A Report on the Progress of the A. R. Wallace Correspondence Project

Text of an article recently published in the Newsletter of the Society for the History of Natural History:

Progress of the A. R. Wallace Correspondence Project (WCP)

Phase 2 of the WCP began in December 2017 and it has been running smoothly thanks to considerable help from The Charles Darwin Trust (http://www.charlesdarwintrust.org) who helped to set the project up and who are managing our grant from the John Templeton Foundation.

So far we have discovered and obtained scans of about 400 letters and other manuscripts which were new to us, and we are using 'detective work' to try and track down others. The new letters include some real gems. For example, we have found the earliest known of all Wallace's letters (from 1836 when he was aged 13), and a letter from his brother John to their mother which reveals the hitherto unknown fact that Alfred was planning to get married whilst in Brazil (see https://tinyurl.com/yyhxrl34). We are currently trying (probably in vain) to locate the 'Holy Grail' of Wallace letters - his legendary 1858 "letter from Ternate" which may be buried somewhere in the huge archive of geologist Charles Lyell's manuscripts which is currently being sold (see https://tinyurl.com/y5ohbq9d).

Our wonderful volunteers have so far transcribed c. 1400 letters and by the end of our current grant in August next year we should have basic transcripts of all the 6,500 documents we have copies of, including Wallace's notebooks. We aim to also have carefully edited transcripts with scholarly annotations of at least the c. 350 letters which will be included in Volume 1 of The Correspondence of Alfred Russel Wallace. This volume will contain all of Wallace's early letters, from his teenage years up until March 1862, when he returned to England from his eight year expedition to the "Malay Archipelago". The big job of editing the book for publication will take place after the end of our current grant, and we will soon need to look for additional funding to ensure that this and our work on his many other letters continues.

The WCP has decided to use Epsilon as its Web data portal (see https://tinyurl.com/yyguvqo9), and migration of our metadata and transcripts will take place in the next few months. Epsilon has been developed by the Darwin Correspondence Project in association with the Cambridge Digital Library, The Royal Institution, and The Royal Society of London. It aims to bring the correspondence of nineteenth century scientists together into one centralised online resource, allowing users to search and view the metadata and transcripts created by a variety of correspondence projects.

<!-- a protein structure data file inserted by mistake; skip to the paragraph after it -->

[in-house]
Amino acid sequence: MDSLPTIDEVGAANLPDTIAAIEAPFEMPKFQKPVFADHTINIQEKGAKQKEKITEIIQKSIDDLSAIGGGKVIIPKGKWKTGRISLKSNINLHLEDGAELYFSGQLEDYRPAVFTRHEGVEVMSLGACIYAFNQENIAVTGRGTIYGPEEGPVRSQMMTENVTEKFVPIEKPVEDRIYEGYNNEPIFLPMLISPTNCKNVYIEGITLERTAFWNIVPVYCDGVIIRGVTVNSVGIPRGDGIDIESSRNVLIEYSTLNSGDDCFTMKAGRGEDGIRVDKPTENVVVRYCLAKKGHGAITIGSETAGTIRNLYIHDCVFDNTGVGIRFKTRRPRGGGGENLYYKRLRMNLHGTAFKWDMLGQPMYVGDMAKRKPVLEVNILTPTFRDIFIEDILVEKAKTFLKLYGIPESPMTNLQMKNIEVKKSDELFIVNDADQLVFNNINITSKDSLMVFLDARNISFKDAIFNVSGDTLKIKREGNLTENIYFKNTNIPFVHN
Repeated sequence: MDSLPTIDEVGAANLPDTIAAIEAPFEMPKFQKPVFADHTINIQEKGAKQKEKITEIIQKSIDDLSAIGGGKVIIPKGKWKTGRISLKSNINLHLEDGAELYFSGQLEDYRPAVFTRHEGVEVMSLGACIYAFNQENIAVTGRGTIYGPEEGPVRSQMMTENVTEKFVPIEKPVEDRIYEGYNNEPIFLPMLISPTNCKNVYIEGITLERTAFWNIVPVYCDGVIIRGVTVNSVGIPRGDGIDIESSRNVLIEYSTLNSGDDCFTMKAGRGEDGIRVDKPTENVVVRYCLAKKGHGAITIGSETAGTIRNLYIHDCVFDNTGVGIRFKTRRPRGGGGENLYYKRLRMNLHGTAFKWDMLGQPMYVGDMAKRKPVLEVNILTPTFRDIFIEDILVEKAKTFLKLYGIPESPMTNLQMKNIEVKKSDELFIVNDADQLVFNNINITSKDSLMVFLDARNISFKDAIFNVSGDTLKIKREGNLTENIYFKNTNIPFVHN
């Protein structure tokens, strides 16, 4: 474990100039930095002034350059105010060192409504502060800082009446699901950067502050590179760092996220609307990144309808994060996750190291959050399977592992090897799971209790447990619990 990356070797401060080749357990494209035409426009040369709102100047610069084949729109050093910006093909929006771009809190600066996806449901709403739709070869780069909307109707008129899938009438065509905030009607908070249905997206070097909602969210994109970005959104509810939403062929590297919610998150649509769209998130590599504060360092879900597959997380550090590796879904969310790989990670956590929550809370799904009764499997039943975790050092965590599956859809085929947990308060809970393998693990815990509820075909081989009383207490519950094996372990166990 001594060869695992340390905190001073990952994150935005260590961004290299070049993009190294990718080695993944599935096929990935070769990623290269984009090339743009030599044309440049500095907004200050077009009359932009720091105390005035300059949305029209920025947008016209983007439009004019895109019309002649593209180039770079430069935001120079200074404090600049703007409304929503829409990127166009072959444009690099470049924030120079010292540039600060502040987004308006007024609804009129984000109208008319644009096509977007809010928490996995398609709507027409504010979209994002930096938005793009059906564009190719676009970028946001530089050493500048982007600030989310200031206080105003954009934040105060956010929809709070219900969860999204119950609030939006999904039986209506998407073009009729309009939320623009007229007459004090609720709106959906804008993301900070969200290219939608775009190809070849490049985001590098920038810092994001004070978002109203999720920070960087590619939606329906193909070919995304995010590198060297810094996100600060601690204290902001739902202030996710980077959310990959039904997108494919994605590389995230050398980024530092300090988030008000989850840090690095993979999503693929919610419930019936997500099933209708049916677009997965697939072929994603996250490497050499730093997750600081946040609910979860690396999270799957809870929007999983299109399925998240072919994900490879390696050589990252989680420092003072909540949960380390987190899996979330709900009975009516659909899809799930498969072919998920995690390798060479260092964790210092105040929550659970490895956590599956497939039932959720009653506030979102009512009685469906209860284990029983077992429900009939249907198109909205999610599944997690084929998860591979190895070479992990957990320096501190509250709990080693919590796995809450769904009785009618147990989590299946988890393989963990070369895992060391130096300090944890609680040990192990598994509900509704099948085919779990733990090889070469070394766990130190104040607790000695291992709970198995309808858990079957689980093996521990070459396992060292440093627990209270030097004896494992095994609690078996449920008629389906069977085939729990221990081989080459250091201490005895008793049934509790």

2019 sees the 150th anniversary of the publication of Wallace's book The Malay Archipelago which is still widely read today, and as a result there is heightened interest in him especially in South-East Asia. In February a very impressive monument featuring a 1.5 metre tall bust of Wallace was inaugurated at Tangkoko Nature Reserve in Sulawesi, Indonesia (see https://tinyurl.com/y47335vk), and in August life-size bronze statues of him and his trusted assistant Ali will by unveiled at the new Lee Kong Chian Natural History Museum in Singapore (https://tinyurl.com/yxsfo33x). In the first half of November Wallace-related conferences will take place in Makassar, Sulawesi and at the Linnean Society of London. Details of these have yet to be announced, but when they are we will post them on our Wallace Facebook (https://www.facebook.com/1stJuly1858) and Twitter (https://twitter.com/ARWallace) sites.

George Beccaloni
Wallace Correspondence Project Director

The full reference is: Beccaloni, G. 2019. Progress of the A. R. Wallace Correspondence Project. Newsletter of the Society for the History of Natural History, 116: 29-30.

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